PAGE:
I love cars. I don’t know much about how they actually work, but I still love the freedom they give.
Walking to work every day is a kick and nothing beats a walk on a beach or under green trees, but I still love driving. Getting from place to place, being able to go almost wherever you want, it's just exhilarating.
The actual act of driving is a source of constant amusement, and I have been caught more than once making Star Wars noises when driving around the motorway junctions that keep any sizable city ticking. I still love going for mad exploration drives around Auckland, finding new suburbs with their own unique charms.
As a teenager, I was down to get my license as soon as possible. Here is New Zealand, the staggered method of gaining your license means it takes more than a year to get a full licence, although a staggeringly useful Defensive Driving course helped bring that period down.
Growing up in a small town of 3000, where the nearest other population centre held a massive 30,000, the drivers license was indispensable, it was needed to go to parties, to go to movies, and, of course, to get new comic books.
Recently, I sat down and tried to work out roughly how much distance I would have driven in the last 15 years purely to get comic books, but got a little scared and nauseous when the figure starting running into the tens of thousands of kilometres.
With no comic store for literally hundreds of kilometres, and that first rush of cash that comes with a first job (and no responsibility), it meant nothing to drive those roads on a semi-regular basis. It was all about the comic books, and while there would invariably be a movie or two in there, it was a failed mission if I didn't come back with some geek-tastic comic.
Even when I lived in cities that sold a decent selection, there are entire afternoons lost to second-hand store missions, looking for elusive back issues. The sheer freedom of it all may stem from a deep frustration I felt as a kid and we would drive past interesting-looking bookshops in the family car. No eight-year-old kid should get the say on where and when a car should stop, and I still ache for missed opportunities to look in shops that haven't existed in two decades.
But the car gives that freedom, and so much more.
One of the most beautiful sights I've ever seen is the back seat of a car entirely covered in comics and Starlog magazines, even if I disposed of most of those publications long ago. Suddenly, I could take off whenever I wanted, and while it was always good to catch up with mates in other cities, I did a piss-poor job of hiding the fact that comics were my main priority.
I still get that kick out of store hopping around a city. Second hand bookstores remain the prized targets, because there could be anything lurking within, even if its comic selection is usually confined to a few old Donald Duck comics and one Archie digest.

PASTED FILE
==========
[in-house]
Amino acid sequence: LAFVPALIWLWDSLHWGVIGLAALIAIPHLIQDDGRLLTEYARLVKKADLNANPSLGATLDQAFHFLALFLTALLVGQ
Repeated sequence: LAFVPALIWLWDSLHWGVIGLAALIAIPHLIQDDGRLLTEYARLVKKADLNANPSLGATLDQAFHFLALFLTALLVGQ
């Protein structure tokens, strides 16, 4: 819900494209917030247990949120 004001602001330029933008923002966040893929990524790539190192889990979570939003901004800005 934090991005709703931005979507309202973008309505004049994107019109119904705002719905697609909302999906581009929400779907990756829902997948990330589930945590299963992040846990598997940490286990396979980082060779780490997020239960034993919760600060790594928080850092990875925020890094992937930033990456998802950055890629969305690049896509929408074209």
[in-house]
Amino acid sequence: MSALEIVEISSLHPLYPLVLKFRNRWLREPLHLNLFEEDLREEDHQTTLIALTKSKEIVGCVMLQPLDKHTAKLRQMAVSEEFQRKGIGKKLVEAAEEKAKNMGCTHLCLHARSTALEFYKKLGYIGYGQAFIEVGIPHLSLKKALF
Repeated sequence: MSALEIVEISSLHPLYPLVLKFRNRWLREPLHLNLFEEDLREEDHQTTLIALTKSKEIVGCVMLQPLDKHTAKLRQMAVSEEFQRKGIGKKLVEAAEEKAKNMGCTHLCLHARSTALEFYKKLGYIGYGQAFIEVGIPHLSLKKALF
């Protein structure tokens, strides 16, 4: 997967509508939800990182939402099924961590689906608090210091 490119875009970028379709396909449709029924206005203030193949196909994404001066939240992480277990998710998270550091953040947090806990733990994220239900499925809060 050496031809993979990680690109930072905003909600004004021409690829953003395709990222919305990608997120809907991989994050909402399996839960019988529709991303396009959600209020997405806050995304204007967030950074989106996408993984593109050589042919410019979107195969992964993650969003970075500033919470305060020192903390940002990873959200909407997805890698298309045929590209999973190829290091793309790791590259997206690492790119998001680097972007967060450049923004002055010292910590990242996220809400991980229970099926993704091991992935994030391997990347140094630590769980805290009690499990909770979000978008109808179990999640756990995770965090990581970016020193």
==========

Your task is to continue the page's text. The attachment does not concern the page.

But I do get a genuine thrill out of finding good comics in unexpected places. As I get more and more comics on my mental checklist, it’s a little rarer to stumble across something I crave more than oxygen, but it still happens. I still find some of the last few Virgin Doctor Who books I need, or that issue of Hellblazer that I’ve been meaning to buy for 15 years.
And it’s the car that makes it possible. It’s shelter in a storm, goes really fast and gets me where I need to be in a timely fashion.
I wish I knew how to fix one, but I’ve always known car people who can do that shit with me. Car enthusiasts are a funny and simple lot, but they are marvellous company. And they get incredibly excited about their passion, so they’re always good value in a conversation.
Lately and locally, the eternal war between teenagers and the older generation has focused on the car boys, hoons that delight in burnouts and acceleration, making noise in the dark of the city and country. Some of them had a go at a police officer a couple of weeks ago and now every young person with a decent car and a heavy foot is public enemy number one.
I love the goofy little bastards and despair at their treatment by police and the general public. Suddenly, people who live in the middle of a fucking city are demanding silence in the night and the worst thing in the world appears to be the sound of a big engine gunning it down Moorehouse Ave.
I think it sounds cool.
But then again, I grew up on a diet of Knight Rider and The Italian Job and The Dukes of Hazzard and Mad Max 2 and a hundred other pieces of car porn. I still get a thrill in doing a high speed skid on gravel roads and blasting past a bunch of cars stopped at the lights when a free lane opens up.
Because then I can go anywhere. I can get those comics that I always dreamed of as a kid, all those back issues and collections that I thought I’d never get to read. All those movies that I read about in The Dark side and Fangoria, but thought would never see. I can go see the latest blockbuster on the opening day, at my own convenience.
The world can’t sustain the status quo of the automobile as oil runs out and environmental concerns become more important. But there will always be a car, in some way or another, to get around. And to get all this cool shit.